- Astronomy Tower
- Bill Weasley/Fleur Delacour
- Bill Weasley Other Canon Witch Other Canon Wizard Fleur Delacour Victoire Weasley
- Romance General
- In the nineteen years between the last chapter of
Published: 08/24/2009Updated: 08/24/2009Words: 2,401Chapters: 1Hits: 265
- Story Summary:
- After the birth of her third child, Fleur Weasley takes a look at her life and contemplate how she got here. Surely she never set out to be a mother of such a large family at such a young age. How did this happen, and is she even fit to serve this role?
The low-hanging moon rested perfectly centered in the window, offering just enough natural light to see by. Not that Fleur was planning on racing around the room any time soon. At such a late hour at night, she was perfectly content to stay right where she was: slouched in a rocking chair with a small bundle that was much heavier than it should have been. The plaster walls had been recently charmed blue, giving the room a feel that Fleur was still trying to get used to. After two baby girls, having a son was new territory for her. Not that brave new situations had ever been a disturbance to her -- simply looking at what her life had become now from who she was as a young woman was proof enough of that.
If any of her old classmates from Beauxbatons walked into the room and saw her now, she was sure they wouldn't believe the woman there was the Fleur Delacour. While she was still in school, the girls in her classes had joked that if Fleur could pay someone to go through her pregnancies for her, she would. Even Fleur would have never believed she would have resigned herself to a life of dirty nappies, play dates, and playing 'Maman'. Even her own mother hadn't been as much of the dedicated caretaker that Fleur had molded herself into.
The baby boy in her arms began to make fussing noises, but when Fleur looked down, the infant's features were smooth and he was still soundly asleep. He must have just been dreaming.
Reflexes slowed from exhaustion, Fleur finally looked up to see her tall, redheaded husband leaning against the doorway. His hair was mussed from sleep and his eyes were so bleary, he couldn't seem to stop rubbing them.
"What are you doing up so late, love?" he asked.
Gesturing downward with her head, Fleur breathed an exhausted sigh. "Ze bebe."
"Hmm, I didn't hear him cry."
"'ee wasn't," Fleur answered, patting the bundled infant on the back.
The truth was, every night this week that Fleur had been up with her new little boy, it had never been once because he was crying. In fact, the newborn spent so much of his day asleep or completely silent, that Fleur began to worry that that was a sign that something was wrong with Louis. But after at least a dozen visits to the Healer, Fleur became convinced that she was simply not used to raising an easy baby. Still, it did nothing to stop her from waking up in the dead of night, every night just to hold her son until Bill would wake up and remind her that a person needed sleep in order to function, and that she had two other children she would need to care for in the morning.
Granted, Bill was truly a good sport about helping out with the girls while Fleur was caring for Louis, but she knew far too well that her daughters were masters of manipulation and that Bill was an easy target.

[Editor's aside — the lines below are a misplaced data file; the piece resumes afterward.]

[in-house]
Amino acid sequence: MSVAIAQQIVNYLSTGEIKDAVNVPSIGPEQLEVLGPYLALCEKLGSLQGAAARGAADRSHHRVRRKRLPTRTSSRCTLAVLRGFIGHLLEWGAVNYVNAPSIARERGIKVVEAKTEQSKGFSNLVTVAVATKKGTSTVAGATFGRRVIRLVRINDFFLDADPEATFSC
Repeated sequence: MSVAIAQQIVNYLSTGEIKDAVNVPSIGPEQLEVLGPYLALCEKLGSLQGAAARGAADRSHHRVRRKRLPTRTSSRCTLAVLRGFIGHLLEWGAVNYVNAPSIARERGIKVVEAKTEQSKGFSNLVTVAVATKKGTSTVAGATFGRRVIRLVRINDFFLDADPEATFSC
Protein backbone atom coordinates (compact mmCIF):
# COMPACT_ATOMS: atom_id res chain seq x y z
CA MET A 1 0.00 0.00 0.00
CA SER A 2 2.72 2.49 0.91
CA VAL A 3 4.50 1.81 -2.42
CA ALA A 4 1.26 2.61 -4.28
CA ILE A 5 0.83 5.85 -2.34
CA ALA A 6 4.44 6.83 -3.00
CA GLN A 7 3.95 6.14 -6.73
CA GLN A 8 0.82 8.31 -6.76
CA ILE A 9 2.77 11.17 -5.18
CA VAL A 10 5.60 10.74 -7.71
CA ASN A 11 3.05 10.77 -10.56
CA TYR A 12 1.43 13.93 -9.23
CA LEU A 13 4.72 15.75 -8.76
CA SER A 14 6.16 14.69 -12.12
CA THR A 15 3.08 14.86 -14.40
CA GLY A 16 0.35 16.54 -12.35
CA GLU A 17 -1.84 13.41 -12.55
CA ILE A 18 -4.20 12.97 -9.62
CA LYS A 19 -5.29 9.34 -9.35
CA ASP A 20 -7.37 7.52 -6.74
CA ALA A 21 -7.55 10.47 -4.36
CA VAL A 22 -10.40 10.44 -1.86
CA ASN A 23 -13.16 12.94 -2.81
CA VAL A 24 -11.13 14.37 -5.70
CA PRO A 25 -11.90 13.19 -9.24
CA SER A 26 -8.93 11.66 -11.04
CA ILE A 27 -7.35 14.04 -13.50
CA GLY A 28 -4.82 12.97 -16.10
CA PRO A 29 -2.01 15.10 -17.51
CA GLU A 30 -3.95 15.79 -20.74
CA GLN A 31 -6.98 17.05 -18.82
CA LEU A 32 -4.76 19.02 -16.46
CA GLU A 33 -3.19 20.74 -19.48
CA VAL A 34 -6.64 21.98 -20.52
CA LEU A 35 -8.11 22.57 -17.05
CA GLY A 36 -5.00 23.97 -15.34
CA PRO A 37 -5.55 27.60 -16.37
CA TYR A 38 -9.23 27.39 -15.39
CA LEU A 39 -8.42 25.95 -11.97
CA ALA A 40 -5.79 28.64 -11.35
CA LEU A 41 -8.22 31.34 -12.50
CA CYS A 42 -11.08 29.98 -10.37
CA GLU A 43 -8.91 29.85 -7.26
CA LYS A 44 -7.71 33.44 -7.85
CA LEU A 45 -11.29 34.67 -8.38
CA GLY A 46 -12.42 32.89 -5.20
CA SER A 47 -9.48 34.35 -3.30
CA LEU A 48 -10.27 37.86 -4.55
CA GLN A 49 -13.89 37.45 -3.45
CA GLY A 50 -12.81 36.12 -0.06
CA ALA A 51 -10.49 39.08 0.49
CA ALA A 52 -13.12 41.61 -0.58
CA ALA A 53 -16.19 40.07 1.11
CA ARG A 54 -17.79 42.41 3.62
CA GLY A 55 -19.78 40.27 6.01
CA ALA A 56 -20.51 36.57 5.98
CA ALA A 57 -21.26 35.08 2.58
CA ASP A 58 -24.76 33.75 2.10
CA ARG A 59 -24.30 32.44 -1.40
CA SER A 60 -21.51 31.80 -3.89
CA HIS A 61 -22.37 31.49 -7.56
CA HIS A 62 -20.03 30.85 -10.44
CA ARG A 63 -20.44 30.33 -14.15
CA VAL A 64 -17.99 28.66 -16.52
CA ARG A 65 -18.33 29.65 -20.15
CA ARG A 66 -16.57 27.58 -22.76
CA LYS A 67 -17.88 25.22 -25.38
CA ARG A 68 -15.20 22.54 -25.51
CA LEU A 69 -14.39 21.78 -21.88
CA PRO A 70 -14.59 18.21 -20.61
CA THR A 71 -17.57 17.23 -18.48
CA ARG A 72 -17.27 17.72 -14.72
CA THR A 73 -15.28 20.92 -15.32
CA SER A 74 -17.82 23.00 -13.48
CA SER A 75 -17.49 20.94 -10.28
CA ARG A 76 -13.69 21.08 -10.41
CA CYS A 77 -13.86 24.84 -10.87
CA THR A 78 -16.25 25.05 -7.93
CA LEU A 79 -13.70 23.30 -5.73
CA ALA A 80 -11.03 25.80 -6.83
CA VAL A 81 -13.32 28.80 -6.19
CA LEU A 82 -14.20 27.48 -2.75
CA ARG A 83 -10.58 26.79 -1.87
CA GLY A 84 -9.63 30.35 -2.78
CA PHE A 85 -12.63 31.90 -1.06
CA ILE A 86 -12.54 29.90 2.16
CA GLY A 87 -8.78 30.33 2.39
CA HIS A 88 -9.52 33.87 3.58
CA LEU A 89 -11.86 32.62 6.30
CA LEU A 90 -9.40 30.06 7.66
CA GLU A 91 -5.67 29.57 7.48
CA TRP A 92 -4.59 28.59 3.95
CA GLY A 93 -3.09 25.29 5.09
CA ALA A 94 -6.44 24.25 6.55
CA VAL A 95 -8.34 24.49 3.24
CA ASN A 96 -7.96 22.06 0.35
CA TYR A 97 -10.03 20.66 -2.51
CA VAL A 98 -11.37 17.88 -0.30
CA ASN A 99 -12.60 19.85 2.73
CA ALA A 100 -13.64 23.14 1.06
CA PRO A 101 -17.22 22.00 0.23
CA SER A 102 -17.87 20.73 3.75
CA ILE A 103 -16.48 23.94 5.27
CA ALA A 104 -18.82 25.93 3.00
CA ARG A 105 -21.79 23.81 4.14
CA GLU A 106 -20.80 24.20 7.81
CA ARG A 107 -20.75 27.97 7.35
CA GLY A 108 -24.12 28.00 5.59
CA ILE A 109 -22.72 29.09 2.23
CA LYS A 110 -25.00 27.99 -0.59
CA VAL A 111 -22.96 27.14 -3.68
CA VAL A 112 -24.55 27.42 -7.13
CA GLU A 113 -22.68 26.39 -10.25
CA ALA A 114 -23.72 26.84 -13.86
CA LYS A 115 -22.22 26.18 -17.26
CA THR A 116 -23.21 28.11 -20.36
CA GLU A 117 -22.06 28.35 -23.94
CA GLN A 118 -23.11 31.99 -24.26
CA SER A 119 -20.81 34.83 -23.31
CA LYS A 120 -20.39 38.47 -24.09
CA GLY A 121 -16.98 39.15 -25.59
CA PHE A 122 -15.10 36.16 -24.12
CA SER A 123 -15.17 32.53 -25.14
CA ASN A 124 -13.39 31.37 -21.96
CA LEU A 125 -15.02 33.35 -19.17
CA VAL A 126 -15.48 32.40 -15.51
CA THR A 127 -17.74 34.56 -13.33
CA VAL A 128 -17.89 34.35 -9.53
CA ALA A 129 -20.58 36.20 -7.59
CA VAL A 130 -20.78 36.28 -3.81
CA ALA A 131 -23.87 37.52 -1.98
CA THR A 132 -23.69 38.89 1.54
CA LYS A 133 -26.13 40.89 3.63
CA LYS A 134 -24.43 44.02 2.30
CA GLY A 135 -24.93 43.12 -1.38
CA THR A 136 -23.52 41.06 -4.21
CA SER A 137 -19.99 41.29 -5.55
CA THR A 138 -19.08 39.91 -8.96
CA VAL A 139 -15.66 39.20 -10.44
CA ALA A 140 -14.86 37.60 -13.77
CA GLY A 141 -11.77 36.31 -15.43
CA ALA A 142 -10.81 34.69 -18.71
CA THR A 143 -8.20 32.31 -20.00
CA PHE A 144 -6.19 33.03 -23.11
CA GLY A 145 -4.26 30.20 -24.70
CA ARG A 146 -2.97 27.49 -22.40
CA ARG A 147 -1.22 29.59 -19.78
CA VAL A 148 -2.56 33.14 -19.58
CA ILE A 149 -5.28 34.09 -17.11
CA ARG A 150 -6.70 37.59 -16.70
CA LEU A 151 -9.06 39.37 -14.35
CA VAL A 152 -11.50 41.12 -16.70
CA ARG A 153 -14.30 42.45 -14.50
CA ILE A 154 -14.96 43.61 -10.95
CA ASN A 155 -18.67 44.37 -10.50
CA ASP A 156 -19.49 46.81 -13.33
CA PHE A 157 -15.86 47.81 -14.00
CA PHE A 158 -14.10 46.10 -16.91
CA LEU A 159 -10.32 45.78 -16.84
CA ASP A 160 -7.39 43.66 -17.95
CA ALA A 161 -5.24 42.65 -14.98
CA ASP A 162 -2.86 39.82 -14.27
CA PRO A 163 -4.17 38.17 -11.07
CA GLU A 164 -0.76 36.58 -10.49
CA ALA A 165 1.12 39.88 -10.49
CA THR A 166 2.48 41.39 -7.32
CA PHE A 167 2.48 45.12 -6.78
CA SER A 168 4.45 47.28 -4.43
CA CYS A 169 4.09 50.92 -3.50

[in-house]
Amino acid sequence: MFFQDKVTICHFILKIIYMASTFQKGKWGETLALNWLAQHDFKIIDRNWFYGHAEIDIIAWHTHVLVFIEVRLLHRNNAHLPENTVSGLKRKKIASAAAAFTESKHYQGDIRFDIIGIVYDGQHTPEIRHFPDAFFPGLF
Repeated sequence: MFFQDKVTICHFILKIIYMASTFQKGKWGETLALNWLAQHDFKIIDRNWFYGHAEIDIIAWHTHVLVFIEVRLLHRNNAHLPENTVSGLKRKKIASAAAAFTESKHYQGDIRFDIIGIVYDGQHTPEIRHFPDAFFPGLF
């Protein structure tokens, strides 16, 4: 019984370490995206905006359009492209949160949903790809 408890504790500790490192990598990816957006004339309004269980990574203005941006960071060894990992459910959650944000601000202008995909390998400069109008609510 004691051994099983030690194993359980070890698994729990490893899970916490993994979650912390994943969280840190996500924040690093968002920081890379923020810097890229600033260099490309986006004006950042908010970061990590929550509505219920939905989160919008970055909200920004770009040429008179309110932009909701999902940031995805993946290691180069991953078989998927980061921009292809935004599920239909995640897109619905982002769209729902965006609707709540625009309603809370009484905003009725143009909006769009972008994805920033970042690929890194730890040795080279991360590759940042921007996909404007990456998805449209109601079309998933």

"Force of habit, I suppose," Bill chuckled as he did his best to stifle a yawn.
Fleur nodded along with her husband, though she did not find the notion so funny.
After two children, Fleur did not consider the notion she saw children as exhausting as a habit, but as scientific fact. None of Fleur's other children had allowed her an acceptable amount of sleep--nor any sort of peace whatsoever--during their first few months of life. Victoire woke up screeching every three hours until she was three months old. Even the nurses at the maternity ward at St. Mungo's seemed to have been driven insane by Bill and Fleur's firstborn. Neither of them believed they could raise a more difficult child, or at least until Dominique was born two years later.
The first few weeks of the new baby's life passed uneventfully enough, leading the young couple to believe they might be allowed some peace with this child. But Dominique proved them wrong by being stricken with three separate incidents of colic that potions could do nothing to sooth, refusing to eat most types of baby food, making her extremely thin, and the new baby in the house did wonders to turn the sweet toddler, Victoire, into a jealous, terrorizing little monster. George had even been able to say, with complete seriousness, he thought he had once seen his little niece's face flash to become that of some fierce-looking bird for a small moment in time.
Most of the Weasleys had already come to have some regrets about having Veela children in their family. She really had to give her father some credit for not breathing a word of it before her wedding. Now there was no going back.
But it wasn't just in his behavior that Louis was completely different from his older sisters. While Fleur's daughters each had heads of primarily blond hair and bright blue eyes, Louis was built in a much more sturdy design. He had barely any hair, but the small bit of fuzz that was just starting to grow was clearly going to be the bright Weasley red. He was a long baby, so it was easy to see he was going to be tall, like his father.
"Why don't I take him for a little while?" Bill offered once he made his way to the side of the rocking chair. "Let me feel like I had something to do with raising my firstborn son."
Fleur was a bit reluctant at first, but quickly realized how ridiculous she was being. Bill had more than proved himself to be an apt father, but Fleur simply couldn't help herself. Maybe it was motherly instinct telling her that no one could raise her babies better than she could, but Fleur was convinced that she had it worse than anyone else in the world. And that a lot of it was simply due to her own nature.
"Bill, did you ever imagine your life turning out like zis?"
Bill looked up from baby Louis. "I don't know. How do you mean?"
Fleur turned away from the window to better explain herself. "Ze house, all zese babies. When you were a Curse-Breaker and were working everyday in Egypt, did you ever zink your life would come to zis place: such a domestic existence?"
Confused, Bill moved to put Louis away in his crib.
"I never did," Fleur finally finished. "Never in all my years would I 'ave ever imagined I would come to lead a life like zis before I was even t'irty!"
Bill crept up closer to his wife and put his hand on her shoulder. "Fleur, what are you trying to say?"
Fleur clenched her jaw in an attempt to keep herself in the composed disposition she prided herself on, but she couldn't stop her eyes from beginning to pour.